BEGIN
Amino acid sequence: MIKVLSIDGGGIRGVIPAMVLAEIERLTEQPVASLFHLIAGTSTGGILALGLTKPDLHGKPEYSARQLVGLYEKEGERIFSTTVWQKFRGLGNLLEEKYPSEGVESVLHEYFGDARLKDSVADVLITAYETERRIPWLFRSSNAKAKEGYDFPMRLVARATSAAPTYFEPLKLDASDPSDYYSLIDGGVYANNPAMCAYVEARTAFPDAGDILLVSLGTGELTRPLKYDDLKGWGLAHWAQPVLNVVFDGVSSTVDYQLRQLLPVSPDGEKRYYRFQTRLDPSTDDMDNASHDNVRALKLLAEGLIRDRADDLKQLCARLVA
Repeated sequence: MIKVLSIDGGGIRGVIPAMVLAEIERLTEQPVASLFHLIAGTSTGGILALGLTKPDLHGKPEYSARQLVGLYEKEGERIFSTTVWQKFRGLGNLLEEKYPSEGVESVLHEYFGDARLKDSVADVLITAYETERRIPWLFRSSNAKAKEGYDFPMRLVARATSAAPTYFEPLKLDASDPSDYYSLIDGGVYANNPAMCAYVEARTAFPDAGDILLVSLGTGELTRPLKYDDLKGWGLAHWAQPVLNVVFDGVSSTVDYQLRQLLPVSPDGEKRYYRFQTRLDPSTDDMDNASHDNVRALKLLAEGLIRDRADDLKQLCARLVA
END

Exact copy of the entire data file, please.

Amino acid sequence: MIKVLSIDGGGIRGVIPAMVLAEIERLTEQPVASLFHLIAGTSTGGILALGLTKPDLHGKPEYSARQLVGLYEKEGERIFSTTVWQKFRGLGNLLEEKYPSEGVESVLHEYFGDARLKDSVADVLITAYETERRIPWLFRSSNAKAKEGYDFPMRLVARATSAAPTYFEPLKLDASDPSDYYSLIDGGVYANNPAMCAYVEARTAFPDAGDILLVSLGTGELTRPLKYDDLKGWGLAHWAQPVLNVVFDGVSSTVDYQLRQLLPVSPDGEKRYYRFQTRLDPSTDDMDNASHDNVRALKLLAEGLIRDRADDLKQLCARLVA
Repeated sequence: MIKVLSIDGGGIRGVIPAMVLAEIERLTEQPVASLFHLIAGTSTGGILALGLTKPDLHGKPEYSARQLVGLYEKEGERIFSTTVWQKFRGLGNLLEEKYPSEGVESVLHEYFGDARLKDSVADVLITAYETERRIPWLFRSSNAKAKEGYDFPMRLVARATSAAPTYFEPLKLDASDPSDYYSLIDGGVYANNPAMCAYVEARTAFPDAGDILLVSLGTGELTRPLKYDDLKGWGLAHWAQPVLNVVFDGVSSTVDYQLRQLLPVSPDGEKRYYRFQTRLDPSTDDMDNASHDNVRALKLLAEGLIRDRADDLKQLCARLVA